If the Impact Investment sector ignores the importance of standard definitions and proper tools for measurement and reporting of impact right from the beginning and keep focusing on scale, it would be simply the repetition of mistakes made by the Microfinance industry at its early stage.

  • Cristian Shoemaker's avatar

    BY Cristian Shoemaker

    ON February 18, 2016 09:54 PM

    Nice article Laura and Anne.  Thanks for sharing.

  • Mike McCreless's avatar

    BY Mike McCreless

    ON February 19, 2016 06:49 AM

    Couldn’t agree more. Thank you for getting the word out.

  • BY Julie Peachey

    ON February 23, 2016 09:53 AM

    Excellent article Laura and Anne.  You’ve clearly articulated something I think to myself everytime I go to conferences or hear talk about impact investing outside the microfinance world - why aren’t they learning from microfinance?  why arent’t the sectors talking?  Well done.

  • BY Unmesh Sheth

    ON February 24, 2016 05:59 PM

    Great article Laura and Anne.  I would like to share my impression as with you and your readers with slightly different observations.

    While, Impact investing has grown to $6.57 trillion in the U.S. While in any other commercial industry such a large funding cannot escape without measurement, we see a little evidence of true impact measurement in impact investment today! While interest in impact investment is going mainstream, without a real understanding of an impact, we are likely to repeat a fiasco of Microfinance industry from a decade ago. While there is substantial evidence from international development agencies requiring 5% or more budget toward Measurement & Evaluation and funders asking for a better impact evidence during their grant proposal, a closer look at them shows a completely different picture. While, aid agencies, foundations and impact funds defines success metrics and receives regular Excel or PDF based results, a closer interview with them finds a different picture. We found at that many regulatory projects collected results from program agencies mostly for compliance reasons. They simply didn’t have means to aggregate data in such way that can provide them a comprehensive view. In fact, a situation is not any different for foundations or impact funds.

    Read more here:

  • BY Anne Hastings

    ON February 25, 2016 10:46 AM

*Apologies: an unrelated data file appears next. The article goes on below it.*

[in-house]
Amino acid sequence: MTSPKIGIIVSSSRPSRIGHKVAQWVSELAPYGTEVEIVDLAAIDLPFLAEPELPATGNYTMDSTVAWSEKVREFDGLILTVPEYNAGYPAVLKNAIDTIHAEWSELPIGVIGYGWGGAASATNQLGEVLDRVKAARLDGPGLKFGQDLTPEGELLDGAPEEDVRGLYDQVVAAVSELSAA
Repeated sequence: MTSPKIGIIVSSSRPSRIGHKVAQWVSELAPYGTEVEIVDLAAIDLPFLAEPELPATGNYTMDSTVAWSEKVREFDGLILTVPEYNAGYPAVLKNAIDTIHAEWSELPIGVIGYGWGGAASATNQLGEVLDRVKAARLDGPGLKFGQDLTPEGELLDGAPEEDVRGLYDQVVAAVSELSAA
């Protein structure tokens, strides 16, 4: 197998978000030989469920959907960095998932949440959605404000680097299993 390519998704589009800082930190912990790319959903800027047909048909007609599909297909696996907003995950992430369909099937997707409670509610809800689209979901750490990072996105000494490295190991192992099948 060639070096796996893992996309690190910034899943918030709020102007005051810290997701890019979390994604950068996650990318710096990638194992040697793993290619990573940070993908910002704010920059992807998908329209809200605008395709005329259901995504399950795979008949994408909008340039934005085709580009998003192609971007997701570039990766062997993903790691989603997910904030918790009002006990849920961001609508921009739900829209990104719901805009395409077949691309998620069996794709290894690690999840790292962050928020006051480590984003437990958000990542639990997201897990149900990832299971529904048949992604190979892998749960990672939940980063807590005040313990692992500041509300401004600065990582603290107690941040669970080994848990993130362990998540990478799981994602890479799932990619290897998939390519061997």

What a timely and significant article, Laura and Anne. I can’t believe how often I feel like I’m in some sort of “time capsule” when talking with impact investors. Thanks so much for such an articulate and clear explanation of why impact investors should learn from the microfinance industry about measuring social returns.

  • Sean Kline's avatar

    BY Sean Kline

    ON April 15, 2016 07:27 AM

    The parallels are striking—thanks for highlighting Laura and Anne. Early on, I believe our Social Performance Task Force suffered a degree of self-delusion about the veracity of social performance data coming from a select group of microfinance institutions we viewed as positive deviants (including my own). In my view, rather than view the handful of microfinance institutions striving to demonstrate and report on social performance as evolving laboratories for a nascent industry’s learning, we assumed their social performance and sought to codify their practices prematurely. Numerous rigorous studies later, I think it’s clear we overestimated social performance and underestimated the gravity of market forces to make profitability primary. I remain skeptical that impact investing can, likewise, defy gravity.

  • Ellen Carey's avatar

    BY Ellen Carey

    ON April 21, 2016 08:50 AM

    Just seeing this article now and couldn’t agree more!  In addition to the experiences and lessons learned from the microfinance sector, are the actual principles, processes and tools developed by SPTF that can be easily adapted to other “impact investing” sectors.  The Universal Standards for Social Performance Management are useful for investors outside of financial inclusion and can easily be applied to investments in health, renewable energy, education, etc.  Let’s not reinvent the wheel on the amazing set of resources that have been developed.

    Keep up the great work SPTF team!

  • BY John Alex

    ON May 10, 2016 02:14 AM

    Very timely and good article at a time when the Industry is back on its wheels, reminding them to continue to balance on the double/Triple bottom line, Keep up the good work